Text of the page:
Believed to have evolved not long after plants first appeared on land, silverfish have survived to this day and can now be found living in specialised niches unsuitable to most other insects. Not only are we finding many new species and genera throughout Australia but we are also discovering new habitats and evolutionary directions that were never suspected.

Most people only know the species of silverfish they find among their books. But there is a much greater diversity of forms in the Australian environment. My first contact with one of the native species was deep within a cave at Bungonia, NSW. This was a blind, unpigmented animal and not previously known to science. I was encouraged by the late Dr Tony Watson of CSIRO to formally describe the species and almost 40 years later am even more fascinated by these insects.

Almost 50 species of silverfish have been described from Australia (about 8% of the world fauna) but I have collected around 100 undescribed species in the last few years alone.

Silverfish Diversity

From top left in a clock-wise direction-the household pest Ctenolepisma longicaudata, a desert dwelling Neoasterolepisma sp. (from Egypt), a cave dwelling Subtrinemura, from Bungonia near Goulburn, an undescribed Ornatilepisma species from central Queensland- a genus previously only known from two specimens collected in Namibia, Xenolepisma sp. - a Lepismatid that has also moved in with ants, an undescribed Acrotelsella from western Victoria and finally a golden Australiatelura species commonly found with ants along the eastern seaboard of Australia.

Image: Graeme Smith & Lee Chow Yang
© Australian Museum

There are three broad ecological niches exploited by silverfish. All are basically vegetarian but will eat any other form of protein they find such as dead insects.

The Lepismatidae (scaled and eyed silverfish like the household species) survive by their remarkable speed and agility, escaping the clutches of predators. Even if they are caught by the leg they will simply drop it and grow another one when they next moult. Most important however is their ability to survive in extremely dry conditions by absorbing moisture from subsaturated atmospheres . . . through their anus!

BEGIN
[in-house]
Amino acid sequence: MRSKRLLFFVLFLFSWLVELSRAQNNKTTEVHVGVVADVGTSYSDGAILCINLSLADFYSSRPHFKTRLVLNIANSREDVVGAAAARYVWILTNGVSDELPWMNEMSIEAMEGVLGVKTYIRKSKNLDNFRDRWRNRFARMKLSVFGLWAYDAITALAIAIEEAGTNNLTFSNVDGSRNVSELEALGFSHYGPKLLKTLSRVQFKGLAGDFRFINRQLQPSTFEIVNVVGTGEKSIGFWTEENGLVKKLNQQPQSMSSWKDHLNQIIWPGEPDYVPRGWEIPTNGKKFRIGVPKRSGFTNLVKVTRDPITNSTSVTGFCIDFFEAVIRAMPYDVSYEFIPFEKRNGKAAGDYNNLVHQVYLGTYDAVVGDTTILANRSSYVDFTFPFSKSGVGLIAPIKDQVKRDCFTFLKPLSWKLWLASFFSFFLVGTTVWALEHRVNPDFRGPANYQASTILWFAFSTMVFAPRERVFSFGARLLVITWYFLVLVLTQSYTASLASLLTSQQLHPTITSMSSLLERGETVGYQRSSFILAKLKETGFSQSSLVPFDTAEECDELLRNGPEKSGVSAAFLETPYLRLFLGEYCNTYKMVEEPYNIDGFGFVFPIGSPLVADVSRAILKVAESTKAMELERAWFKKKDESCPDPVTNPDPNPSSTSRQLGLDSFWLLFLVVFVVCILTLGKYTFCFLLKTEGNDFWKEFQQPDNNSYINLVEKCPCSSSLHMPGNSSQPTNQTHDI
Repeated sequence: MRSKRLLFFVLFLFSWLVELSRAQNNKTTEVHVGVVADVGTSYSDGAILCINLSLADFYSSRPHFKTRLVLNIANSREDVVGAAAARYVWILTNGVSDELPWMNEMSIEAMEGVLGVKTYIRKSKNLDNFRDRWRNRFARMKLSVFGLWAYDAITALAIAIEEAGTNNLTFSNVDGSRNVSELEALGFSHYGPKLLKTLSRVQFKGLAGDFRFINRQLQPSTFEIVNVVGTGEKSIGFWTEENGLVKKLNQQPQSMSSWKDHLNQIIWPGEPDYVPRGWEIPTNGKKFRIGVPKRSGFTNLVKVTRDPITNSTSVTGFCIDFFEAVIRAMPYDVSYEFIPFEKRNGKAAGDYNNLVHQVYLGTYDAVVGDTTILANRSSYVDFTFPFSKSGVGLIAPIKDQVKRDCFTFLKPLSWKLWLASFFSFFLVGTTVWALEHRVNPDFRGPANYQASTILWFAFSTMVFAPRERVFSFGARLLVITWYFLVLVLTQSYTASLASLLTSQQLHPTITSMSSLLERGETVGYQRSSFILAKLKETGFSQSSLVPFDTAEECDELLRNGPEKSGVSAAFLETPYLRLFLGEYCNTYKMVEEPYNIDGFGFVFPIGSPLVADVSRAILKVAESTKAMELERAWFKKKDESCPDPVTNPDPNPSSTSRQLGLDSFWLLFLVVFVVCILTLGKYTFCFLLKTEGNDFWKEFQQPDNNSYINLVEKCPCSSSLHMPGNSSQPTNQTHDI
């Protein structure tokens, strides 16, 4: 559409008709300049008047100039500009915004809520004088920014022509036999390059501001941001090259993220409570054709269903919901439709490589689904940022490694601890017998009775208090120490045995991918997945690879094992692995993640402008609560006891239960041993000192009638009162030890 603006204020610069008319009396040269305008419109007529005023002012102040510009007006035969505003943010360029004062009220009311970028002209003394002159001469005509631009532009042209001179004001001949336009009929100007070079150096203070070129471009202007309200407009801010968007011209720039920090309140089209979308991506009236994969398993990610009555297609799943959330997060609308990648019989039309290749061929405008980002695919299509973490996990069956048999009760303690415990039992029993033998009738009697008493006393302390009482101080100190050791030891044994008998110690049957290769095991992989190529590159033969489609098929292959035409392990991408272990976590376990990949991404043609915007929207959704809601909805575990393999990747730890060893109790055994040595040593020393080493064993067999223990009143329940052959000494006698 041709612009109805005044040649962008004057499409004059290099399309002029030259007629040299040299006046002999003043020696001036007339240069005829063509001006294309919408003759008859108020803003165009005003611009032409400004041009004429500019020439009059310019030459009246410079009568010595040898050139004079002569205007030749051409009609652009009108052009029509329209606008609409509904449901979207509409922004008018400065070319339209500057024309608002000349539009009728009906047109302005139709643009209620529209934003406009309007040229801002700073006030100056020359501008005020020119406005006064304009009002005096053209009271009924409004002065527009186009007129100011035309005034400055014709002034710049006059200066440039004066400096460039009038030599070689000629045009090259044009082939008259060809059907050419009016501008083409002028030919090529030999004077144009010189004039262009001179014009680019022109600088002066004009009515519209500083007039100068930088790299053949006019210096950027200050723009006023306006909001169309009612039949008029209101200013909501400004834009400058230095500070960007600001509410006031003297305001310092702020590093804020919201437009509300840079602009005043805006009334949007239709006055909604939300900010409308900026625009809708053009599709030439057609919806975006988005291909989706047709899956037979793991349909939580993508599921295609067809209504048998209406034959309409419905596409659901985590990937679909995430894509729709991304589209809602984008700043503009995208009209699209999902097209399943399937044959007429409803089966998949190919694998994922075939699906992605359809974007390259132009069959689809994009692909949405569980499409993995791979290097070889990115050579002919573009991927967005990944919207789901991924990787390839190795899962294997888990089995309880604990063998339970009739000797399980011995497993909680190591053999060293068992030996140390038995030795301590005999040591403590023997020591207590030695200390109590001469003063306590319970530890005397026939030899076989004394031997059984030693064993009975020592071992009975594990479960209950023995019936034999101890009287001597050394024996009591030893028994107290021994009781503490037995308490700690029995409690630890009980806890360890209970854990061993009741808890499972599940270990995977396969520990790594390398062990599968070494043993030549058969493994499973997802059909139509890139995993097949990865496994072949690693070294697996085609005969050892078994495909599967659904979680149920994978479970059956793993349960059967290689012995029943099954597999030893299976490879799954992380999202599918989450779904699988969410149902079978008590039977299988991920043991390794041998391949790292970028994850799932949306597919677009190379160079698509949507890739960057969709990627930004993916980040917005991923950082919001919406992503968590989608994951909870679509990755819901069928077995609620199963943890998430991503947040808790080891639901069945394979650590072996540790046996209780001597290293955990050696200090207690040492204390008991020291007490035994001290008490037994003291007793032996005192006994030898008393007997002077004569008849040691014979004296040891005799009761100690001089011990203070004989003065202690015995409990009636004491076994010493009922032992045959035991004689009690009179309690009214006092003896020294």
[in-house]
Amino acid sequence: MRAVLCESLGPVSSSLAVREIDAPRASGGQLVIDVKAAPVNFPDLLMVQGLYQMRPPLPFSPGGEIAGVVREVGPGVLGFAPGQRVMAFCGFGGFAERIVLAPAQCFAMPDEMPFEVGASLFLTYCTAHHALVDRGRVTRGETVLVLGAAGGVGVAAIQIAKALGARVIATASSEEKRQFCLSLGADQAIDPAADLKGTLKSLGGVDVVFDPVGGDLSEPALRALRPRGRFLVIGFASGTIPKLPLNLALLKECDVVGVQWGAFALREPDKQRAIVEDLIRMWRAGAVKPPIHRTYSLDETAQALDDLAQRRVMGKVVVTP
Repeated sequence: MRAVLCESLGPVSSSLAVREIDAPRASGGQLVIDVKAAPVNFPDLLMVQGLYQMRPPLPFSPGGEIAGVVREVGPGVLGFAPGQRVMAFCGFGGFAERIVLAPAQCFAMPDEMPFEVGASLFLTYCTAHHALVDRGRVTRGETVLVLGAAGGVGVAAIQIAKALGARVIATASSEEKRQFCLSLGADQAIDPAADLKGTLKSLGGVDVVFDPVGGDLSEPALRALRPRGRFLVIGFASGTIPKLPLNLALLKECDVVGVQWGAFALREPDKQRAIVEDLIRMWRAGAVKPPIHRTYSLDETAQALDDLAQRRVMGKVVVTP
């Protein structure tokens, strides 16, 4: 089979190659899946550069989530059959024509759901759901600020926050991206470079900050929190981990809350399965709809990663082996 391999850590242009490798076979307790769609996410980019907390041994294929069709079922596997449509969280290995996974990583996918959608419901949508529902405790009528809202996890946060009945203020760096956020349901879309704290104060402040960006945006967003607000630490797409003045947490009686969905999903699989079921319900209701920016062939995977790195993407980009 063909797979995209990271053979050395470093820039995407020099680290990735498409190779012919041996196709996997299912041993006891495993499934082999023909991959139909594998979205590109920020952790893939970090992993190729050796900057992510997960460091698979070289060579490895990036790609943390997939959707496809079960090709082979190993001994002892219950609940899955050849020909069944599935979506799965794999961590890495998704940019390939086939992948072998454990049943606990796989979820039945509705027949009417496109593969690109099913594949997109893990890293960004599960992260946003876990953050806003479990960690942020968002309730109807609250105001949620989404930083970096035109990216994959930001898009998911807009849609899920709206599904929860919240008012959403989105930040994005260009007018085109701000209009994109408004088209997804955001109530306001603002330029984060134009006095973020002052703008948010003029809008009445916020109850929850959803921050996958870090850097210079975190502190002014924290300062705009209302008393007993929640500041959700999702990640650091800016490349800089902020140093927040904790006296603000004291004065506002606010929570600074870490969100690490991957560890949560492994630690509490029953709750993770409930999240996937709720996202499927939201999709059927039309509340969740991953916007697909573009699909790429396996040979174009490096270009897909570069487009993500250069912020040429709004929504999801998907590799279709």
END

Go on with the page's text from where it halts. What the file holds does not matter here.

Another group, is eyeless and lacks pigment and has survived by living underground, not just in soil or in caves but we have now found them living in the smallest cracks in almost solid rock tens of metres underground. What do they feed on, how do they find a mate? Every isolated rock outcrop seems to have its own species.

The third group have moved into ant and termite colonies, apparently doing no harm, and tolerated by their hosts probably only because they are far too difficult to catch. These are generally golden in colour and also lack eyes. But in yet another twist to the story, our most recent discovery has shown that some of these species have apparently abandoned their hosted way of life and have taken up a deep subterranean existence in almost solid rock similar to the previous group.

Far from a fairly simple fauna, this work is showing that we have a diverse range of genera, some only known from Australia, others with Gondwanan links to South America and some even with African relatives.

Graeme Smith
Research Associate, Australian Museum Research Institute

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